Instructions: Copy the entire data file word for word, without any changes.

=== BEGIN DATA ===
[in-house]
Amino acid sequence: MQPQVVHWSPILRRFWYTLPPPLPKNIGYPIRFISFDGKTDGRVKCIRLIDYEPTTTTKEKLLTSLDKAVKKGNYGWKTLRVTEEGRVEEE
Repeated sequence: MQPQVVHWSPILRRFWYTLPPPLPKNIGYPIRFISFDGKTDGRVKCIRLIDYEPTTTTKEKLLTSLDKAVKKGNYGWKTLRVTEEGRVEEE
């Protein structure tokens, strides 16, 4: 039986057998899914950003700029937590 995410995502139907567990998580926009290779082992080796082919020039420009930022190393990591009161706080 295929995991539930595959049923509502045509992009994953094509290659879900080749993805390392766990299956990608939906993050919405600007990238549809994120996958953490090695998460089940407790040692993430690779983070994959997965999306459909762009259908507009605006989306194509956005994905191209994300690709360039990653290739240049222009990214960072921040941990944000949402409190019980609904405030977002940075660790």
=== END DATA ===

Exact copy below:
[in-house]
Amino acid sequence: MQPQVVHWSPILRRFWYTLPPPLPKNIGYPIRFISFDGKTDGRVKCIRLIDYEPTTTTKEKLLTSLDKAVKKGNYGWKTLRVTEEGRVEEE
Repeated sequence: MQPQVVHWSPILRRFWYTLPPPLPKNIGYPIRFISFDGKTDGRVKCIRLIDYEPTTTTKEKLLTSLDKAVKKGNYGWKTLRVTEEGRVEEE
């Protein structure tokens, strides 16, 4: 039986057998899914950003700029937590 995410995502139907567990998580926009290779082992080796082919020039420009930022190393990591009161706080 295929995991539930595959049923509502045509992009994953094509290659879900080749993805390392766990299956990608939906993050919405600007990238549809994120996958953490090695998460089940407790040692993430690779983070994959997965999306459909762009259908507009605006989306194509956005994905191209994300690709360039990653290739240049222009990214960072921040941990944000949402409190019980609904405030977002940075660790």